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Sample essay topic, essay writing: Branzburg Vs. Hayes - 1005 words
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.. t by the Branzburg vs. Hayes trial was the case of In re Pappas. Pappas was a reporter/photographer who worked for a New Bedford, MA television station. Pappas covered a Black Panther news conference, during one of his assignments for the television station.
The Black Panther party was previously found by the courts to be seditious, and that anyone who attended a meeting of this group was in direction violation of the law. Pappas was granted permission to attend the meeting, as long as he agreed not disclose anything he saw or heard. After the meeting Pappas didn't write a story nor did he disclose any information as he had promised the Black Panthers. Pappas was later summoned before a grand jury but he refused to answer any questions about events that took place inside Panther meeting. The court decided that even though Pappas had received the information in confidence while attending the conference, it did not give him the right to withhold information sought after during the Government's investigation
(5) The court stated the average American citizen is often forced to give information received in confidence when they testify in court, therefore it should be no different for reporters.Since the ruling of these cases, some states across country have provided reporters with some sort of statutory privileges. However most states, along with the Federal Government, have not granted any sort of privileges. The only testimonial privilege that is rooted firmly in the constitution is the Fifth Amendment that frees a person from self-incrimination. A person may be protected if the information they are asked for makes them look like they have committed a crime. (6) I personally support the courts decisions in these two similar cases.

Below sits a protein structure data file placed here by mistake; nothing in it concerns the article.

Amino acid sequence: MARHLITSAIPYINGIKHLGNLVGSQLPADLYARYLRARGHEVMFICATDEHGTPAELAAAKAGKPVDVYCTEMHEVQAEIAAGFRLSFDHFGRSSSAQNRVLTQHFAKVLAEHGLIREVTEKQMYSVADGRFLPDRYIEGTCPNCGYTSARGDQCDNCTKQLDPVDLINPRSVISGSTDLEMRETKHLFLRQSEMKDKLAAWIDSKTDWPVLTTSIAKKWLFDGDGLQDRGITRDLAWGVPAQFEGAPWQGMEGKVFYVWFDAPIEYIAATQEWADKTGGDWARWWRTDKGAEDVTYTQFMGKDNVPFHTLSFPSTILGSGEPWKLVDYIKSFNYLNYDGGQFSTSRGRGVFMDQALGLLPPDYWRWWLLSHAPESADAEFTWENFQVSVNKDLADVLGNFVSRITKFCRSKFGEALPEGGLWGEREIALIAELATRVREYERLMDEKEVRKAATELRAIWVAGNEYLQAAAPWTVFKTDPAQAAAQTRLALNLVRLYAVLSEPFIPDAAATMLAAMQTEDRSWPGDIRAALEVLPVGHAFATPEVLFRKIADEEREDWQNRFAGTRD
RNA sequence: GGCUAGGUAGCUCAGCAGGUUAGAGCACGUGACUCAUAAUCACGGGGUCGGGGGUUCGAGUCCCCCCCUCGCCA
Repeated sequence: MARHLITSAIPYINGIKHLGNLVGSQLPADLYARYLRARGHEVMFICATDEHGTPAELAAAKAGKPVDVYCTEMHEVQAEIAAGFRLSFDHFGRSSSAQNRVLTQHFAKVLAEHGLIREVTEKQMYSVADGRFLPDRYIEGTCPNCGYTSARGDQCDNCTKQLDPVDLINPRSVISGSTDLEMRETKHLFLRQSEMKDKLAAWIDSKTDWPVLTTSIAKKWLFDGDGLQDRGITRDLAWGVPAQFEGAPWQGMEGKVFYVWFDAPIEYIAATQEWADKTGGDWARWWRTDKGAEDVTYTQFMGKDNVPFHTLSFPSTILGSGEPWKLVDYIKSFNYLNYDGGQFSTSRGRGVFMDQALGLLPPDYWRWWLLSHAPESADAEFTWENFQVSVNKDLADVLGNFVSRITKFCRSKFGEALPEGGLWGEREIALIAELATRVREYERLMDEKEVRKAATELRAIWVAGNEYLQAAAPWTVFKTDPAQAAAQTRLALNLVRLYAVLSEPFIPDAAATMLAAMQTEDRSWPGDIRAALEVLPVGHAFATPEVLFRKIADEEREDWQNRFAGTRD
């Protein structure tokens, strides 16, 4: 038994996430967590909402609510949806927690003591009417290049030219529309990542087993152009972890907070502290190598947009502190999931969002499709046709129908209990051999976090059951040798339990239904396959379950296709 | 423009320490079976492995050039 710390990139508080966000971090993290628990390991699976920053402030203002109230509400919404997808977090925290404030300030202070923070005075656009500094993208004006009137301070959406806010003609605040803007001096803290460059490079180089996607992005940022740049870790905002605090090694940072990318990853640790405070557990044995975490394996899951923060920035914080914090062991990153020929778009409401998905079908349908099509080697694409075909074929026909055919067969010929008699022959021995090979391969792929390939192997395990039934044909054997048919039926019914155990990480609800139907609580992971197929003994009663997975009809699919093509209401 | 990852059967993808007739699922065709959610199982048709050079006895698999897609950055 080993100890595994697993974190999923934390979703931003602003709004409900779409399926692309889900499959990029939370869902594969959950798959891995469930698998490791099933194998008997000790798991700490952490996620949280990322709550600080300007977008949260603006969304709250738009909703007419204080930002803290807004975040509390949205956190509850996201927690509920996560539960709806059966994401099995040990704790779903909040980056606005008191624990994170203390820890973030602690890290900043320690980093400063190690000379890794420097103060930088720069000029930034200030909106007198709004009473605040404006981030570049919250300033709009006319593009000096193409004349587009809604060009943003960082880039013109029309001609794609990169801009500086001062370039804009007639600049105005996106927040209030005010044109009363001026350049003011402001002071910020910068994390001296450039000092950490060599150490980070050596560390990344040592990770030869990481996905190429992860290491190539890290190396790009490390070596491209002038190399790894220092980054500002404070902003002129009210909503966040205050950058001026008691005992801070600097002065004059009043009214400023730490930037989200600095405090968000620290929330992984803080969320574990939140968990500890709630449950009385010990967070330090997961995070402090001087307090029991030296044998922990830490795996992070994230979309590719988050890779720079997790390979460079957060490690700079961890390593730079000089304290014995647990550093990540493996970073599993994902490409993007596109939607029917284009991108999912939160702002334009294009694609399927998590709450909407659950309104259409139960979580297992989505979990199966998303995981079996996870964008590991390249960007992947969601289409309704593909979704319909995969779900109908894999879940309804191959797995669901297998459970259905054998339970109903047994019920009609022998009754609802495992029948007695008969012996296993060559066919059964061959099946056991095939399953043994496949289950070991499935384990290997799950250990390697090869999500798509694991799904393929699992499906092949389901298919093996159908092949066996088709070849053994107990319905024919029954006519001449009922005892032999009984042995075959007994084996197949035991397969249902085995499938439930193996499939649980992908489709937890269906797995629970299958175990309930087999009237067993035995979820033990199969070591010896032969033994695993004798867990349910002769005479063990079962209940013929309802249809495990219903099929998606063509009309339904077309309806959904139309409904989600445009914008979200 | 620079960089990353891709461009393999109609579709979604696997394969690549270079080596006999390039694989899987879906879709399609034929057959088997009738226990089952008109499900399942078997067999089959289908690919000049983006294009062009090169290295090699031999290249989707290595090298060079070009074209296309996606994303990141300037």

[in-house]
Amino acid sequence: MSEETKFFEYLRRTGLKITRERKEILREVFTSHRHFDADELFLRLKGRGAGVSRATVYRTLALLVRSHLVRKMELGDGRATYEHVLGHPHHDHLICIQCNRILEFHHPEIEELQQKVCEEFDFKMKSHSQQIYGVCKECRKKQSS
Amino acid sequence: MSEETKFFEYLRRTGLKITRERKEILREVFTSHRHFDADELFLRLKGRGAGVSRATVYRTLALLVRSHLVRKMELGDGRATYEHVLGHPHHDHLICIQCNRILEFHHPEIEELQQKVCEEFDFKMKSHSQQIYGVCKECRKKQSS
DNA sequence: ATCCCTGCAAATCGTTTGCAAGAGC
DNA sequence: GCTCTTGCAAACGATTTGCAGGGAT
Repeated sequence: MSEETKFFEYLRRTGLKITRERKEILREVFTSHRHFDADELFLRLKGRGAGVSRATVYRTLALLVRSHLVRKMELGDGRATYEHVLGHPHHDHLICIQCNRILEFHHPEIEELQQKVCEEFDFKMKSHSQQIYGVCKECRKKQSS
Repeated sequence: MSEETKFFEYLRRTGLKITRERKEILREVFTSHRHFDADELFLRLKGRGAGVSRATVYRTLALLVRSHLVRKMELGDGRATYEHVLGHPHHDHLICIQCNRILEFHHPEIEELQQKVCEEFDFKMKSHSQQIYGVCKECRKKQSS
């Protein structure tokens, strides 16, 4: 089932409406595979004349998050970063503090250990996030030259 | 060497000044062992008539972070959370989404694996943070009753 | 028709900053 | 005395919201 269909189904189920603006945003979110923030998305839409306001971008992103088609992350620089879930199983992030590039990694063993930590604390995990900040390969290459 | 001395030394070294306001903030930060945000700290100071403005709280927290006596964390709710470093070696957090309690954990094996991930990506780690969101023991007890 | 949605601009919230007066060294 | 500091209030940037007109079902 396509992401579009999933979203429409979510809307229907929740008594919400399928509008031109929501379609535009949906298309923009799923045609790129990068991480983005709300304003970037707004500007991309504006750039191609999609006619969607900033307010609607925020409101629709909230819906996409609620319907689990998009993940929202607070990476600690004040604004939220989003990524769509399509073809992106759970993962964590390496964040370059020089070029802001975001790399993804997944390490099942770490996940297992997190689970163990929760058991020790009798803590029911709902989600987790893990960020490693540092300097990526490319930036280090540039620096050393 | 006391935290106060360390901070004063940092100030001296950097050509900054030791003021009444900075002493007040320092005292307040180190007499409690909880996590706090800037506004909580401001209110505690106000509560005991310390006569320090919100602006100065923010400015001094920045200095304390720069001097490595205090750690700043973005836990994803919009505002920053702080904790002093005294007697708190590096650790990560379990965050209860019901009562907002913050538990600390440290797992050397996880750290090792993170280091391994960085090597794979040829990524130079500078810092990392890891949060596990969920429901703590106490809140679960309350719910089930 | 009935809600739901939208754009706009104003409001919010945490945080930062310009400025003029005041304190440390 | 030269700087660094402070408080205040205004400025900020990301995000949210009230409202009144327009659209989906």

I feel that the First Amendment should not protect a reporter's, or anyone for that matter, agreement of confidentiality, if the person in doing so, is concealing a crime of any sort. If the court had ruled that the First Amendment did indeed protect the rights of the reporters then it would show the American public that it is fine to write about a crime or criminal activity without disclosing certain crucial information that would incriminate anyone involved.In the Branzburg case, Branzburg witnessed and reported on a crime without revealing the identities of the people involved. I feel that Branzburg did not have a right to conceal the identifying information of the people involved in the drug-manufacturing ring from the public or the court. I feel this way for the simple reason that marijuana is illegal and in the eyes of the law posses a danger to the public. However, I do see where Branzburg was coming from and defiantly agree with some of his reasons for withholding the identities of the subjects published in his story. Branzburg's journalistic integrity was at stake and he knew that if he gave up the names he would never be able to gain access to information and stories that provoked thought and opinions amongst the public.